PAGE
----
October 2008

Wireless sensors

By Steve Toteda

The information you need to run your industrial plant more safely and efficiently is all around you; the challenge is getting access to it in a reliable, cost-effective way. Today's new standards-based, ultra low-power wireless sensor systems allow you to do just that, with their ability to measure critical parameters like differential pressure, temperature, level, and flow.

You can put wireless sensors almost anywhere with little or no regard for the existing wired infrastructure. They are easy to install and cost only a fraction of wired installations. Equally important, these sensors are simple for plant technicians to use with most deployments boasting an up-and-running network within hours of installation.

Major corporations are using wireless sensing to ensure environmental conditions are safe, monitor critical process parameters and equipment conditions, and gain easy access to the critical performance metrics contained in the sensors themselves.

Wireless essentials

Wireless sensors, the basic elements of a plant solution, create a redundant, fault-tolerant wireless network of connections among themselves. This mesh network, which carries data to a gateway connected directly to the main monitoring and control system, delivers superior reliability compared to alternative solutions that require direct line-of-sight communication between each device and gateway.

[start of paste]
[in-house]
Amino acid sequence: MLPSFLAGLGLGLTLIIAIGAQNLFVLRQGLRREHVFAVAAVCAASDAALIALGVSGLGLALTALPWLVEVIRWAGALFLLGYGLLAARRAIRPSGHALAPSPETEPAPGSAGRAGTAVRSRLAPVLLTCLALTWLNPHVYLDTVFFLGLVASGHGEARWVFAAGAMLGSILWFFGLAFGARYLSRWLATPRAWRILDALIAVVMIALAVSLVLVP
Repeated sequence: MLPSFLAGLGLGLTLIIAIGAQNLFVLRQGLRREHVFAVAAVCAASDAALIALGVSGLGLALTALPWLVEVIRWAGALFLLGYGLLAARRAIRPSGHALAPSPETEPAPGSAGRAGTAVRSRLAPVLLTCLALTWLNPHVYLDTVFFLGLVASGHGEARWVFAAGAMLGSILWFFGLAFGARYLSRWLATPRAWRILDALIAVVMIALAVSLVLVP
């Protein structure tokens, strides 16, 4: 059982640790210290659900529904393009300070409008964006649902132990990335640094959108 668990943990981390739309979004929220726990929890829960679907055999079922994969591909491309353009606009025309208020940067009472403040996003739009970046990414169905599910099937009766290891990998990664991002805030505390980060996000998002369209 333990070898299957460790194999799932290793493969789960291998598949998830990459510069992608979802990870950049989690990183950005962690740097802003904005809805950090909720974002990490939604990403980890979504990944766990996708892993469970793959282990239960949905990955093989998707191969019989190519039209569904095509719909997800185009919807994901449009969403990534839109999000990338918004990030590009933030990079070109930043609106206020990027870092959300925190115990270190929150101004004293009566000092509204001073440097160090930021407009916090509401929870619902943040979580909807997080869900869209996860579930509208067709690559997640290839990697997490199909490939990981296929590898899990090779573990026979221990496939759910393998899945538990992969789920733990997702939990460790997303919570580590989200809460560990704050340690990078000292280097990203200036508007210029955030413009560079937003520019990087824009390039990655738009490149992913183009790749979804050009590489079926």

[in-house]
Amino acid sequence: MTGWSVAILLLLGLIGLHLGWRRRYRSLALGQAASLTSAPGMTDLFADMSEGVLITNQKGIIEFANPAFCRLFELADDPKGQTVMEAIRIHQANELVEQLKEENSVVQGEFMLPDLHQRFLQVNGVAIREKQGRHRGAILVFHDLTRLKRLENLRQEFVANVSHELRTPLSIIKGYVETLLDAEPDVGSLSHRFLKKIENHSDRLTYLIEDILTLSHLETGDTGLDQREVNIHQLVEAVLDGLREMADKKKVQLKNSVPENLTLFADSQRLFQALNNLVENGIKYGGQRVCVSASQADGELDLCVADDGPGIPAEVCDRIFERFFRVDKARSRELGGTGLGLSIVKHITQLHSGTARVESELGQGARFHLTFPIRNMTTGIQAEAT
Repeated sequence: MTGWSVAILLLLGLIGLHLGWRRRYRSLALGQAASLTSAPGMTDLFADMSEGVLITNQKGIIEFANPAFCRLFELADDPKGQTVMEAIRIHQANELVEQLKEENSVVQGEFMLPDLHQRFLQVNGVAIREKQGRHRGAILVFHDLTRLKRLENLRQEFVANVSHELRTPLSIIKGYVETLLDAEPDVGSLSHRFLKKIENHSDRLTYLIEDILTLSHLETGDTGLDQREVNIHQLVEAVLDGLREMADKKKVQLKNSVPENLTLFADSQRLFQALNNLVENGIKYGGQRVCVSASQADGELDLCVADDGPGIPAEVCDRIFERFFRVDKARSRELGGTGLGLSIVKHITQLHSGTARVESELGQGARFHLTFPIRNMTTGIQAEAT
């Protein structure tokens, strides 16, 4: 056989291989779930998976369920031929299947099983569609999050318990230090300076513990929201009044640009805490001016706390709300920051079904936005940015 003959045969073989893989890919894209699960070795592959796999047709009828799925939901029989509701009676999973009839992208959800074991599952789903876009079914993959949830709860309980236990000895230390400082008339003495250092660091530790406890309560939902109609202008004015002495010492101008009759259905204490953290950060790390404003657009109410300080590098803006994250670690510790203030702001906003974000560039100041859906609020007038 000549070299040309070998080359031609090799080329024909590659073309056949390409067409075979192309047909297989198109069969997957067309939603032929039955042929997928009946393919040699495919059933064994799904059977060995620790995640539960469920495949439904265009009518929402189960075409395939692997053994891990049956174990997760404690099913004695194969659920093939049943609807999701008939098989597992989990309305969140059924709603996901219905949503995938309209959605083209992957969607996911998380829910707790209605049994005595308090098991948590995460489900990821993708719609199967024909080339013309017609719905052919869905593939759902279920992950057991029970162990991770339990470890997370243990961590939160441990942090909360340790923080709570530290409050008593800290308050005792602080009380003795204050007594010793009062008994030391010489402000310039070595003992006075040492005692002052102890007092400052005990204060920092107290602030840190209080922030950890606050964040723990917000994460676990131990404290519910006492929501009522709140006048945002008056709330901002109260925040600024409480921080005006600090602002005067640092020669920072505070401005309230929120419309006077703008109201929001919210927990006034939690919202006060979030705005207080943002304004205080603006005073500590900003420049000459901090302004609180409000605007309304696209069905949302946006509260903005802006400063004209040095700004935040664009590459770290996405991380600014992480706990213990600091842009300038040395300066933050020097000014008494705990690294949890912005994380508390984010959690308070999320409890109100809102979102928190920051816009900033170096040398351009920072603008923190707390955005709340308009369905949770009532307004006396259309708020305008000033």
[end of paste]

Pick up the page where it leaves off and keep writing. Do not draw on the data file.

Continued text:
Wireless mesh networking uses the industry standard 802.15.4 radio from IEEE. The 16 channels available for individual communications give wireless sensors the ability to choose a different radio channel for each transmission, thereby avoiding interference. Use of the IEEE standard makes straightforward the issue of coexistence with WiFi, another common wireless standard used in a plant. WiFi is also based on an IEEE standard called 802.11, and the IEEE dealt with the potential for coexistence issues in the development of the standard. Extensive testing of multiple applications within the industry has shown these technologies can and do coexist well, even under difficult circumstances.

Wireless has a notorious reputation in the canyons of steel that make up a typical plant, and much of this is well-founded. Most assume the major stumbling block with wireless deployments will come from interference with some other type of radio, and then spend time and money attempting to profile the overall spectrum they will use. However, the real culprit of poor reception or blocked transmissions often comes from the signal bouncing around the plant, canceling itself out if it bounces in just the wrong way.

By channel hopping and taking advantage of the multiple paths in the mesh network, devices and gateways work together to find paths